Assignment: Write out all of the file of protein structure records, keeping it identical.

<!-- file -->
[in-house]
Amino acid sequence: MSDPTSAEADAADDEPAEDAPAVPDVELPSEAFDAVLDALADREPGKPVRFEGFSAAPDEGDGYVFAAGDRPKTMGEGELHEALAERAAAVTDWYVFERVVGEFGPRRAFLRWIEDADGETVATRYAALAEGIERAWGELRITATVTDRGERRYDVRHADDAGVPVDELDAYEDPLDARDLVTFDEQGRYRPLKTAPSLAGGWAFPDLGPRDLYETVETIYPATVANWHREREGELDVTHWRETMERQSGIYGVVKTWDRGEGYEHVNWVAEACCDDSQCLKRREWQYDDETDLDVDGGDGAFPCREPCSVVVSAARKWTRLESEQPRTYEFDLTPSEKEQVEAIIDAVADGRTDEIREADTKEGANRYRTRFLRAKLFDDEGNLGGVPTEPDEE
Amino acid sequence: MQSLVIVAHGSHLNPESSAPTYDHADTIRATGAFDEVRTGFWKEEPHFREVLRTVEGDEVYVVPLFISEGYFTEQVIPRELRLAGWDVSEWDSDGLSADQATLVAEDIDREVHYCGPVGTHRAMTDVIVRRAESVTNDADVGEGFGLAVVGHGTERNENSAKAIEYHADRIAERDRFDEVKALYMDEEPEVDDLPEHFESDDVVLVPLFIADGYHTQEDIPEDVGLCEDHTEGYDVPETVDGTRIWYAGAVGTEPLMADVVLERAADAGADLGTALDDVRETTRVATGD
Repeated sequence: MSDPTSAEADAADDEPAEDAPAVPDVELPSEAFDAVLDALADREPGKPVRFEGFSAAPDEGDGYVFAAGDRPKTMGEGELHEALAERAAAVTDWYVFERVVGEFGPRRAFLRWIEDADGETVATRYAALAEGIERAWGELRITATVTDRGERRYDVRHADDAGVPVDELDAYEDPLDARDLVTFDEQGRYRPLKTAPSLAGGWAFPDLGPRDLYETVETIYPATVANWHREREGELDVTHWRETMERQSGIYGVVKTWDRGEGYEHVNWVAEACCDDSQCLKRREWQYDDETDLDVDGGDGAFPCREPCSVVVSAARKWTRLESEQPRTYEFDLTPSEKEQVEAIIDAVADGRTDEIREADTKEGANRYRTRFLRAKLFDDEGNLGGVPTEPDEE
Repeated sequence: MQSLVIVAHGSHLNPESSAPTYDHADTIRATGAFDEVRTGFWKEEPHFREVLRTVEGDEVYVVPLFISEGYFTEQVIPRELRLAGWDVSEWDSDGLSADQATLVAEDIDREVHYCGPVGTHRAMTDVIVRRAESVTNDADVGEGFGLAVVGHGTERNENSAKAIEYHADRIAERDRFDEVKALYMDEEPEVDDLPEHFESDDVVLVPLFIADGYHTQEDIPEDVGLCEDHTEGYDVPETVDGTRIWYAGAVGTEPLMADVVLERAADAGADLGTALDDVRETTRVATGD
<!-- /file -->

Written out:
[in-house]
Amino acid sequence: MSDPTSAEADAADDEPAEDAPAVPDVELPSEAFDAVLDALADREPGKPVRFEGFSAAPDEGDGYVFAAGDRPKTMGEGELHEALAERAAAVTDWYVFERVVGEFGPRRAFLRWIEDADGETVATRYAALAEGIERAWGELRITATVTDRGERRYDVRHADDAGVPVDELDAYEDPLDARDLVTFDEQGRYRPLKTAPSLAGGWAFPDLGPRDLYETVETIYPATVANWHREREGELDVTHWRETMERQSGIYGVVKTWDRGEGYEHVNWVAEACCDDSQCLKRREWQYDDETDLDVDGGDGAFPCREPCSVVVSAARKWTRLESEQPRTYEFDLTPSEKEQVEAIIDAVADGRTDEIREADTKEGANRYRTRFLRAKLFDDEGNLGGVPTEPDEE
Amino acid sequence: MQSLVIVAHGSHLNPESSAPTYDHADTIRATGAFDEVRTGFWKEEPHFREVLRTVEGDEVYVVPLFISEGYFTEQVIPRELRLAGWDVSEWDSDGLSADQATLVAEDIDREVHYCGPVGTHRAMTDVIVRRAESVTNDADVGEGFGLAVVGHGTERNENSAKAIEYHADRIAERDRFDEVKALYMDEEPEVDDLPEHFESDDVVLVPLFIADGYHTQEDIPEDVGLCEDHTEGYDVPETVDGTRIWYAGAVGTEPLMADVVLERAADAGADLGTALDDVRETTRVATGD
Repeated sequence: MSDPTSAEADAADDEPAEDAPAVPDVELPSEAFDAVLDALADREPGKPVRFEGFSAAPDEGDGYVFAAGDRPKTMGEGELHEALAERAAAVTDWYVFERVVGEFGPRRAFLRWIEDADGETVATRYAALAEGIERAWGELRITATVTDRGERRYDVRHADDAGVPVDELDAYEDPLDARDLVTFDEQGRYRPLKTAPSLAGGWAFPDLGPRDLYETVETIYPATVANWHREREGELDVTHWRETMERQSGIYGVVKTWDRGEGYEHVNWVAEACCDDSQCLKRREWQYDDETDLDVDGGDGAFPCREPCSVVVSAARKWTRLESEQPRTYEFDLTPSEKEQVEAIIDAVADGRTDEIREADTKEGANRYRTRFLRAKLFDDEGNLGGVPTEPDEE
Repeated sequence: MQSLVIVAHGSHLNPESSAPTYDHADTIRATGAFDEVRTGFWKEEPHFREVLRTVEGDEVYVVPLFISEGYFTEQVIPRELRLAGWDVSEWDSDGLSADQATLVAEDIDREVHYCGPVGTHRAMTDVIVRRAESVTNDADVGEGFGLAVVGHGTERNENSAKAIEYHADRIAERDRFDEVKALYMDEEPEVDDLPEHFESDDVVLVPLFIADGYHTQEDIPEDVGLCEDHTEGYDVPETVDGTRIWYAGAVGTEPLMADVVLERAADAGADLGTALDDVRETTRVATGD